CSC FUNK BAND/Things Are Getting too Casual: Looks like Brooklyn doesn't just mean jazz that got priced out of Manhattan anymore. From punk they came but now those malcontent kids have grown up and discovered funk and they just want to get the party started, yesterday. Solidly hot and sweaty funk that gets everything moving, especially once you properly lubricate the parts, and the fun(k) just doesn't end. Originally just started out as a jamming joke, if this was the outgrown of a joke, it just shows how seriously fun is undervalued in some quadrants. It might not be your daddy's funk but it's properly funky stuff nonetheless. Turn it up and turn it out!
MICKEY THOMAS/Marauder: For his first solo album in seven years, the voice of later period Jefferson Starship pays tribute to his contemporaries? I don't get it. He's got the pipes but most of these geezers that are still alive or ambulatory are on tour this summer anyway. If you are in the market for a really grand covers album, Thomas knows how to deliver the goods but unless you are a real hard core fan, it seems like something more suited to an American Idol than a cat that's seriously part of the soundtrack of you life. Hey, nobody asked me before the fact.
HOLE IN THE RAIN
JOHNNY BOY WOULD LOVE THIS...A Tribute to John Martyn/various: John Martyn was the Velvet Underground of folk music--he might not have been known far and wide but everyone that bought one of his albums ran out and started a band. You've got Phil Collins rubbing shoulders with Vashti Bunyan, Beck, Danny Pritzker and a wild host of others here. All phases of his career are represented here, and while everyone had differing opinions on Martyn's different skins, this album hangs together as cohesive whole all the way from his folkie days to his trip hop end games. A damn good reason for you to finally discover his classic "Solid Air", this collection is actually a good starting point for the uninitiated that want to know what all the hub bub is all about. Hey, look what a good celebrity tribute set did for Leonard Cohen a generation back. A great field guide to a musical eccentric ripe for rediscovery. A double cd that could have gone on longer, it's well done throughout.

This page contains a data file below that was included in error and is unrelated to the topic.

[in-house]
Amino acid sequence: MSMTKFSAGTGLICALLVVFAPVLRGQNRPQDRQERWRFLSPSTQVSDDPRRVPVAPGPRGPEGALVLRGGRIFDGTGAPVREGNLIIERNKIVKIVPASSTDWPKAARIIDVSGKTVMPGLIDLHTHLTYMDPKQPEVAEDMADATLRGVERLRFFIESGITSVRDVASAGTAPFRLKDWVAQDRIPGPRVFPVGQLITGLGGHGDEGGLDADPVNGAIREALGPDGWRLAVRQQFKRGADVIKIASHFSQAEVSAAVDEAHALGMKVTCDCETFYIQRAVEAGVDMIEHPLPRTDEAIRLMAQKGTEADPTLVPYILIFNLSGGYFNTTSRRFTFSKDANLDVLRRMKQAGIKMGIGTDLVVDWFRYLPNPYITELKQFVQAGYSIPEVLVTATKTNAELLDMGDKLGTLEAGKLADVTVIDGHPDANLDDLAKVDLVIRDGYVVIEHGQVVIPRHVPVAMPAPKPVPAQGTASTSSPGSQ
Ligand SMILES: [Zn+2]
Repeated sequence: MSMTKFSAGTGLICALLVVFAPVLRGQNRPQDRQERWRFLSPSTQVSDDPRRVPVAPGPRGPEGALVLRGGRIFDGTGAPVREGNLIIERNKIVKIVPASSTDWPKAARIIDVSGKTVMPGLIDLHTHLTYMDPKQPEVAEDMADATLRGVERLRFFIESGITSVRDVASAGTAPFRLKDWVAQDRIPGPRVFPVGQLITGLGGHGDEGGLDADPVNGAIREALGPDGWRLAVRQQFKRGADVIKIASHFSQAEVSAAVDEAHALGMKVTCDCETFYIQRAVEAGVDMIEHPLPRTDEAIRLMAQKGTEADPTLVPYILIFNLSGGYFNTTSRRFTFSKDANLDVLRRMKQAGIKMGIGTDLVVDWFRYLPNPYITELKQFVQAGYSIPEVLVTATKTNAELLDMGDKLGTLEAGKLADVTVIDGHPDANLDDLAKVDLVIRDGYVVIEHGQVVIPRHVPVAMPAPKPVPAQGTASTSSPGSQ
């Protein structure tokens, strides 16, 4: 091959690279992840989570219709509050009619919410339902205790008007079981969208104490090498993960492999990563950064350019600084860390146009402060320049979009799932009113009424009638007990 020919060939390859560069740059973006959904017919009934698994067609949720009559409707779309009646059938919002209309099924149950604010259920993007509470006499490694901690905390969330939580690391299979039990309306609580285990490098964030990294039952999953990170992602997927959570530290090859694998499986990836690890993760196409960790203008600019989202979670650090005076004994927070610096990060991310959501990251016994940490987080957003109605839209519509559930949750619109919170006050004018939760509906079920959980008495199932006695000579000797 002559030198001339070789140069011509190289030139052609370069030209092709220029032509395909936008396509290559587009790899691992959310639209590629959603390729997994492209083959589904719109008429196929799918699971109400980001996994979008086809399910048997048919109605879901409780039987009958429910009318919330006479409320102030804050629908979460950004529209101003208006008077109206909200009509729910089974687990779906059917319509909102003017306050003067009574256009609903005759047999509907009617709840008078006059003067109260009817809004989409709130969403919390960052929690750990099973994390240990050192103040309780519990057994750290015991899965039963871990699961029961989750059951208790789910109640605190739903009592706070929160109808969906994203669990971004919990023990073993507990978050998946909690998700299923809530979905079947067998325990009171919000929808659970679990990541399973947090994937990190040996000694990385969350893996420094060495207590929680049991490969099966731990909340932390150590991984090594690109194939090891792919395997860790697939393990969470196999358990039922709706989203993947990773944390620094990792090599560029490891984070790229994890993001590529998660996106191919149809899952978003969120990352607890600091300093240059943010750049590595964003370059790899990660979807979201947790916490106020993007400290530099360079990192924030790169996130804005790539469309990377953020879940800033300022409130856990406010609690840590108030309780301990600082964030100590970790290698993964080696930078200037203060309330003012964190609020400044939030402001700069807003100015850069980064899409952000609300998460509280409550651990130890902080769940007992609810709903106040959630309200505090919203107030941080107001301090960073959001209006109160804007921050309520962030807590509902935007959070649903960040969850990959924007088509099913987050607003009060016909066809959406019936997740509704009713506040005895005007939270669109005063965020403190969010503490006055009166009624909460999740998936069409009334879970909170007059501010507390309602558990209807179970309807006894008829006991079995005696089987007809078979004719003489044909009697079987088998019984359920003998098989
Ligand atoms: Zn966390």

GRUPO FALSO BAIANO/Simplicidade-Live at Yoshi's: One of those unexplainable albums that just pops out of nowhere and is a delightful surprise due to being loaded with chops, charm, skill, sterling musicianship and that special something extra. A young crew of players that has Brazilian music in their blood, with no traces of vacation gifts shops anywhere in the mix, simply delivers a set hat hits some atavistic chord in you that just won't quit resonating. The could easily have been gift shop music, but it's just the real deal from players that must really love it. Now that we've done the 50th anniversary of bossa nova, it might just be time to rediscover choro, just for the joy of it. A winner throughout.